Corrosion Forecasting and Failure Projection of Post-Tensioned Tendons in Deficient Cementitious Grout

Post-tensioning has evolved to become the construction method of choice for many large structures, including bridges. However, instances of corrosion-induced fracture of wires and strands and resultant tendon failures have occurred as a consequence of either chemically or physically deficient grout (or a combination of these), where the former involves elevated levels of chlorides or free sulfates (or both) and the latter soft, chalky, separated, segregated grout with free water. In the extreme, there is the possibility of structure collapse. The present project builds on results from a recently completed in-house Federal Highway Administration study, termed “phase 1,” which determined the extent of localized wire and strand corrosion as a function of grout chloride concentration, presence of free sulfates, and physical deficiencies.(1) The objective of the present study was twofold: first, to present results from a phase 2 experimental study that extended what was accomplished in phase 1 and, second, to develop a methodology whereby the onset and subsequent rate of wire and strand fractures and tendon failures can be forecast given information regarding the extent of grout deficiency or deficiencies.(1) The former involved stressed, single-wire specimens that were exposed to deficient grouts. The latter was accomplished by relating occurrence of fractures and failures to the extent of localized wire corrosion and to the resultant rate of wire cross-section loss with time, as affected by the severity of a grout deficiency or deficiencies. Primary inputs to the model are the mean and standard deviation of, first, localized wire corrosion rate and, second, residual wire fracture strength. Results indicate an initiation period for fractures and failures during which corrosion progresses and that, once these commence, they do so initially at a progressively increasing rate up to a point beyond which this rate moderates. Other variables that were investigated include level of prestress, wire strength, number of tendons, tendon length, and fracture and failure rates subsequent to initial occurrence. Equations are presented whereby bridge engineers can forecast the onset of fractures and failures based on either localized wire corrosion wastage statistics or grout chloride concentration, and examples are provided.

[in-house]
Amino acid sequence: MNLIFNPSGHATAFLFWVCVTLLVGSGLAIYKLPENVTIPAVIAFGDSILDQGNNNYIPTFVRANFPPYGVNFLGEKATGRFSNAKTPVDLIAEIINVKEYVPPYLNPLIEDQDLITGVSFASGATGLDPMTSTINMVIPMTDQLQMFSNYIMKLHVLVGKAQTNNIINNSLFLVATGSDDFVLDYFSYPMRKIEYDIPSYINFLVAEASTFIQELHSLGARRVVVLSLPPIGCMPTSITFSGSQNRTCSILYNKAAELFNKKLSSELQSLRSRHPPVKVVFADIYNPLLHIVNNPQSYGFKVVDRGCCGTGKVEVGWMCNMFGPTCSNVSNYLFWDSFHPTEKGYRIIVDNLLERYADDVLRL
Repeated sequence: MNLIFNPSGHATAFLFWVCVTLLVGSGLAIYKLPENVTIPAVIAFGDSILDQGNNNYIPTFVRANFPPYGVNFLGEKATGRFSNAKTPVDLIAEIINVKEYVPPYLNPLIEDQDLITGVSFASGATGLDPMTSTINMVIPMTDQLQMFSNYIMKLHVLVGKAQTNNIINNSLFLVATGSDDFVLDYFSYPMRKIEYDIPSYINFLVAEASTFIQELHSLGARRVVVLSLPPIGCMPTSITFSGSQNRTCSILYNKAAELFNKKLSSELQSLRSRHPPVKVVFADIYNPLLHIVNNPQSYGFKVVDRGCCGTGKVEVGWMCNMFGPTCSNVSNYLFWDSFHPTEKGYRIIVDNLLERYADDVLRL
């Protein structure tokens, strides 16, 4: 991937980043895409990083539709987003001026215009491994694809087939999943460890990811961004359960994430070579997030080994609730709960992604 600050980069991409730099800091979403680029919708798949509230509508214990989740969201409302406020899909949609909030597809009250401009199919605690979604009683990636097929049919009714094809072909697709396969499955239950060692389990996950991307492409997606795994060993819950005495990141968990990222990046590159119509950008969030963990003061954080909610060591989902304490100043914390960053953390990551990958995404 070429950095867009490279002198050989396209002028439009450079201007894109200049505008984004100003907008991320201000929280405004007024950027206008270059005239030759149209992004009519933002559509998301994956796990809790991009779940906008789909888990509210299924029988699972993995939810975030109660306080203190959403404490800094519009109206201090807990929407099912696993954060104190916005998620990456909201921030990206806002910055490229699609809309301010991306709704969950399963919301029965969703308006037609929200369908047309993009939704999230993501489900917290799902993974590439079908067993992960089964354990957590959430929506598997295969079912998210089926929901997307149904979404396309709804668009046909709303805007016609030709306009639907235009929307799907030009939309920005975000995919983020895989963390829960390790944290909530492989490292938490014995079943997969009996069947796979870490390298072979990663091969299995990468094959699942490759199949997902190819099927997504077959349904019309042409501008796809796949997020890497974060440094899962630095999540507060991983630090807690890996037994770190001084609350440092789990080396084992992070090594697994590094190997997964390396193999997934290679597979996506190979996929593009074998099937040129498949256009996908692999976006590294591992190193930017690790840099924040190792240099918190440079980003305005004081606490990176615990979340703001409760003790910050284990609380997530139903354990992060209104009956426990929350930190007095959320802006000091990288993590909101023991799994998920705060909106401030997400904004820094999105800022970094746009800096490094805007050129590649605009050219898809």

Language

  • English

Media Info

  • Media Type: Web
  • Edition: Final Report
  • Features: Appendices; Figures; References; Tables;
  • Pagination: 240p

Subject/Index Terms

Filing Info

  • Accession Number: 01670152
  • Record Type: Publication
  • Report/Paper Numbers: FHWA-HRT-17-074
  • Contract Numbers: DTFH61-14-D-00011
  • Files: TRIS, ATRI, USDOT
  • Created Date: May 21 2018 10:26AM